David A. Grogan: From Shipyard to Shoots

David A. Grogan, 51 sipped his tea and adjusted his blue-framed glasses as he reminisced about his life back in the day. He didn’t know what he wanted to do, but he did know there was something better out there for him when he worked at the shipyard at age 17. “I remember someone saying to me that this is a job for life, you’ll be doing this for the rest of your life. And I remember thinking like do I want to do this forever? I’m only 17. There has to be more out there for me,” said Grogan.

Grogan attended school up until the age of 16 in Plymouth, England, and then went right to the shipyard to start working. He was trained to be a boilermaker and worked there for a few years before he realized he wanted to do more with his life. Unsure of what exactly his future had in store for him, he traveled the world to places like Spain, Scotland, Germany, and the United States to see what was out there. While traveling he worked an array of odd jobs to see what he was interested in. He went from boilermaker, to bartender, to waiter, to bike messenger, to radio host. But with no college degree under his belt he finally found his niche here in the United States and became a professional photographer for CNBC Television. “Growing up I never thought I would ever be doing anything like photography, especially something that has to do with television,” said Grogan.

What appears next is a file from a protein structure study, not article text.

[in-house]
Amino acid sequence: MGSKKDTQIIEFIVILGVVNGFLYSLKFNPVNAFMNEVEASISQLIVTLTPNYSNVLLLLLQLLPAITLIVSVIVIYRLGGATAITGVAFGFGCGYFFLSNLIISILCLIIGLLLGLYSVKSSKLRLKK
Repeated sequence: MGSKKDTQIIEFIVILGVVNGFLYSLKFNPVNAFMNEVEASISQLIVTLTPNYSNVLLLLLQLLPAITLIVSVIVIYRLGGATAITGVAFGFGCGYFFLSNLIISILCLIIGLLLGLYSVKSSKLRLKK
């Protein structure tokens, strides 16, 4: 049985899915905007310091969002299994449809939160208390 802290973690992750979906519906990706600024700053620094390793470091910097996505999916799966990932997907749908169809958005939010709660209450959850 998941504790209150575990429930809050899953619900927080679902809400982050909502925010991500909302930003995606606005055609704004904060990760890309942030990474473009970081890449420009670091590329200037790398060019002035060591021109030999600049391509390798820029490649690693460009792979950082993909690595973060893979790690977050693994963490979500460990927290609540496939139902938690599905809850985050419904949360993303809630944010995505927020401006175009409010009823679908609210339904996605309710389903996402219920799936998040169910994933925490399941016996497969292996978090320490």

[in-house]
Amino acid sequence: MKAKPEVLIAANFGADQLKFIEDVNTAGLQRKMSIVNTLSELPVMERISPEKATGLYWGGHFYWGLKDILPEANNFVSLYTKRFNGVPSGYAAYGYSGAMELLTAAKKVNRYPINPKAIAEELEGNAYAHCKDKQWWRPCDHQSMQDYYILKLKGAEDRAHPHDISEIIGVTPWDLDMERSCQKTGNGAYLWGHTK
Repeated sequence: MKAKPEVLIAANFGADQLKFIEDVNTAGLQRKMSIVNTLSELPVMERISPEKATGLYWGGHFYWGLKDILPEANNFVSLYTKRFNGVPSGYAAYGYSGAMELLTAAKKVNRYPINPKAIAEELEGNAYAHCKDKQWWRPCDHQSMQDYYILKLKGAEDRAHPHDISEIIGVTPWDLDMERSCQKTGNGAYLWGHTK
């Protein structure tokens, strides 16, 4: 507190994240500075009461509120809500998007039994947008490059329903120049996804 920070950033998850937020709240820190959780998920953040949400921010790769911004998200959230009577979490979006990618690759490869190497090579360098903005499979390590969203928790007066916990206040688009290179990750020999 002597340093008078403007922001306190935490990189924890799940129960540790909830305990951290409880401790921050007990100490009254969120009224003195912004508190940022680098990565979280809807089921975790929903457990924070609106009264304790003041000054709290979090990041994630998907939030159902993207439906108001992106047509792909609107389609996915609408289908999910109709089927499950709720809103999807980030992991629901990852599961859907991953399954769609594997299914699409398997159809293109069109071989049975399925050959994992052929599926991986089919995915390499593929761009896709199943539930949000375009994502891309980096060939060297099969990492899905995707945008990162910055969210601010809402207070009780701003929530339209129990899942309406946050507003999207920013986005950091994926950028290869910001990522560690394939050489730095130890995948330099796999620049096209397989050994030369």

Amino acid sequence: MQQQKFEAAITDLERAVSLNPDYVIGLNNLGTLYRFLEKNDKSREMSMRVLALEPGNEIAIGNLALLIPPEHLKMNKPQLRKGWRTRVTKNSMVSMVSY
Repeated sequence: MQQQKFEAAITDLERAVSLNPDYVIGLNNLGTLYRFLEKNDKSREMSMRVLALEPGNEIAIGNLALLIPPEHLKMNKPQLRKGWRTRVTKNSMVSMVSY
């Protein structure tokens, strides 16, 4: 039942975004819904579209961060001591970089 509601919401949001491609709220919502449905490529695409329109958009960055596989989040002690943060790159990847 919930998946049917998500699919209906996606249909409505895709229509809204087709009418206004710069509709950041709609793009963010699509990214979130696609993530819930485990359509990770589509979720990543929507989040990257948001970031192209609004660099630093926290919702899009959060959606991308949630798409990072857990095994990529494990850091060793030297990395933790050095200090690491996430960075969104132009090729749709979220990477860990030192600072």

Kids growing up in Plymouth either furthered their education at the age of 16 or went right to work to the shipyard. For Grogan school was really never an option. “I was advised to leave after fifth form (senior year) because they basically told me I was wasting my time. So I left at 16 and went right to the shipyard and took the shipyard exam,” said Grogan.

After working there for few years as boilermaker Grogan was looking for every opportunity to get out. So when the shipyard started looking for redundancies or for people to leave due to cut backs, Grogan took the opportunity right away. “At the time I think was 23 and I took the deal because I didn’t want to be there forever anyway. My parents were so mad at me and thought I would never get a good job again,” said Grogan as he ran his fingers through his grey and white hair.

Not knowing what to do next at such a young age Grogan set out and decided to travel to Spain to see what he could get his hands on out there. “I met and hit it off with a guy on the bus to the terminal in Spain, and he asked me to come with him to meet some other guys and they said I could sleep on their couch. So I ended up bartending and I staying for a whole season,” said Grogan.

“Those were some of the best and fun times of my life, we were all really good mates then,” said Grogan with a wide smile on his face revealing his slightly crooked bottom teeth. After working at The World Famous Drift Inn in Spain, Grogan and the friends he had made decided to travel to the United States, a country he had never been to. “We lived in one hotel room in San Diego with a cot and tried to live as cheap as possible with food because we wanted to save as much money as we could for beer,” said Grogan with a laugh.

Once him and his friends realized they were running out of money they all got jobs as bike messengers delivering things like packages and papers before they decided to travel back to England together. Grogan eventually went home to see his family after several months, but soon realized that he didn’t want to be back home again.

“My sister asked me to come stay with her in London since she had tickets to a concert. So I went and that’s where I met my wife Eileen,” said Grogan